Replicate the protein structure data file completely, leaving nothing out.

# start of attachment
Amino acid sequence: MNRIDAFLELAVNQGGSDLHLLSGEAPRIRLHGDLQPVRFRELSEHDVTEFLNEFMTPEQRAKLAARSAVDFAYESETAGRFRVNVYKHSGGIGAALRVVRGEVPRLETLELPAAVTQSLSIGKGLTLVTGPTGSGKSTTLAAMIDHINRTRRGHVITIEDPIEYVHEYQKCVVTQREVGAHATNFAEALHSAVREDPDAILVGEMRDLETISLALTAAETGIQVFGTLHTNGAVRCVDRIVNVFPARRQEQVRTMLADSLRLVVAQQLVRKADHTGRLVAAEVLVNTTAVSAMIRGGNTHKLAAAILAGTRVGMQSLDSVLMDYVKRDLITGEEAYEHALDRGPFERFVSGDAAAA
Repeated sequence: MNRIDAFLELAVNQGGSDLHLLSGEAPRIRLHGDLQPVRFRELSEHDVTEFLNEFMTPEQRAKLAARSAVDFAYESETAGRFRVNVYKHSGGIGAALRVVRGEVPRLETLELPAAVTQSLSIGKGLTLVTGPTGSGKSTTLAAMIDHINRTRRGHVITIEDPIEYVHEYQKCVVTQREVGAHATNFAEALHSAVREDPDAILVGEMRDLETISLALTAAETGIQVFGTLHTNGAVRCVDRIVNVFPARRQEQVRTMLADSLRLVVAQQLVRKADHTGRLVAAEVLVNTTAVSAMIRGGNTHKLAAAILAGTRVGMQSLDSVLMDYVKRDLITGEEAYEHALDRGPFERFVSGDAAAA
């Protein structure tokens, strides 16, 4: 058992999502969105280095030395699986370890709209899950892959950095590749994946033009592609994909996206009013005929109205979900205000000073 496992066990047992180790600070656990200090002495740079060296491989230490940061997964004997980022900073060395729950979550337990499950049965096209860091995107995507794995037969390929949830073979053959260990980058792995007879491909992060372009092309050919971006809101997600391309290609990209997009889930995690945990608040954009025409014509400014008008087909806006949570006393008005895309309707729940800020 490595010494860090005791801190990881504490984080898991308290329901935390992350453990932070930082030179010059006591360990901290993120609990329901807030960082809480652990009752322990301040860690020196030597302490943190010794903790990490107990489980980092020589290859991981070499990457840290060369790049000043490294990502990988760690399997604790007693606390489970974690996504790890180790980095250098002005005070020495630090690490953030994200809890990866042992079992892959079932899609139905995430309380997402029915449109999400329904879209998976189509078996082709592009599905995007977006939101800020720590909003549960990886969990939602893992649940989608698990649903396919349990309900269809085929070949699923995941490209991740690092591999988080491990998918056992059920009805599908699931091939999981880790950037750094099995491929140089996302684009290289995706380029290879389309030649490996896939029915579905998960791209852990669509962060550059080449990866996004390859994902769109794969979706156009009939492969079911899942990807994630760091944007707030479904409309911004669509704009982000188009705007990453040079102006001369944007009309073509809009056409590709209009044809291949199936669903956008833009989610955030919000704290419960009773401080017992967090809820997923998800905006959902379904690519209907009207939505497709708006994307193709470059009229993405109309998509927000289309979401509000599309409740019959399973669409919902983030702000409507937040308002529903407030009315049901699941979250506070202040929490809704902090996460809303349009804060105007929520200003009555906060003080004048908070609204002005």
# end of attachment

Amino acid sequence: MNRIDAFLELAVNQGGSDLHLLSGEAPRIRLHGDLQPVRFRELSEHDVTEFLNEFMTPEQRAKLAARSAVDFAYESETAGRFRVNVYKHSGGIGAALRVVRGEVPRLETLELPAAVTQSLSIGKGLTLVTGPTGSGKSTTLAAMIDHINRTRRGHVITIEDPIEYVHEYQKCVVTQREVGAHATNFAEALHSAVREDPDAILVGEMRDLETISLALTAAETGIQVFGTLHTNGAVRCVDRIVNVFPARRQEQVRTMLADSLRLVVAQQLVRKADHTGRLVAAEVLVNTTAVSAMIRGGNTHKLAAAILAGTRVGMQSLDSVLMDYVKRDLITGEEAYEHALDRGPFERFVSGDAAAA
Repeated sequence: MNRIDAFLELAVNQGGSDLHLLSGEAPRIRLHGDLQPVRFRELSEHDVTEFLNEFMTPEQRAKLAARSAVDFAYESETAGRFRVNVYKHSGGIGAALRVVRGEVPRLETLELPAAVTQSLSIGKGLTLVTGPTGSGKSTTLAAMIDHINRTRRGHVITIEDPIEYVHEYQKCVVTQREVGAHATNFAEALHSAVREDPDAILVGEMRDLETISLALTAAETGIQVFGTLHTNGAVRCVDRIVNVFPARRQEQVRTMLADSLRLVVAQQLVRKADHTGRLVAAEVLVNTTAVSAMIRGGNTHKLAAAILAGTRVGMQSLDSVLMDYVKRDLITGEEAYEHALDRGPFERFVSGDAAAA
């Protein structure tokens, strides 16, 4: 058992999502969105280095030395699986370890709209899950892959950095590749994946033009592609994909996206009013005929109205979900205000000073 496992066990047992180790600070656990200090002495740079060296491989230490940061997964004997980022900073060395729950979550337990499950049965096209860091995107995507794995037969390929949830073979053959260990980058792995007879491909992060372009092309050919971006809101997600391309290609990209997009889930995690945990608040954009025409014509400014008008087909806006949570006393008005895309309707729940800020 490595010494860090005791801190990881504490984080898991308290329901935390992350453990932070930082030179010059006591360990901290993120609990329901807030960082809480652990009752322990301040860690020196030597302490943190010794903790990490107990489980980092020589290859991981070499990457840290060369790049000043490294990502990988760690399997604790007693606390489970974690996504790890180790980095250098002005005070020495630090690490953030994200809890990866042992079992892959079932899609139905995430309380997402029915449109999400329904879209998976189509078996082709592009599905995007977006939101800020720590909003549960990886969990939602893992649940989608698990649903396919349990309900269809085929070949699923995941490209991740690092591999988080491990998918056992059920009805599908699931091939999981880790950037750094099995491929140089996302684009290289995706380029290879389309030649490996896939029915579905998960791209852990669509962060550059080449990866996004390859994902769109794969979706156009009939492969079911899942990807994630760091944007707030479904409309911004669509704009982000188009705007990453040079102006001369944007009309073509809009056409590709209009044809291949199936669903956008833009989610955030919000704290419960009773401080017992967090809820997923998800905006959902379904690519209907009207939505497709708006994307193709470059009229993405109309998509927000289309979401509000599309409740019959399973669409919902983030702000409507937040308002529903407030009315049901699941979250506070202040929490809704902090996460809303349009804060105007929520200003009555906060003080004048908070609204002005």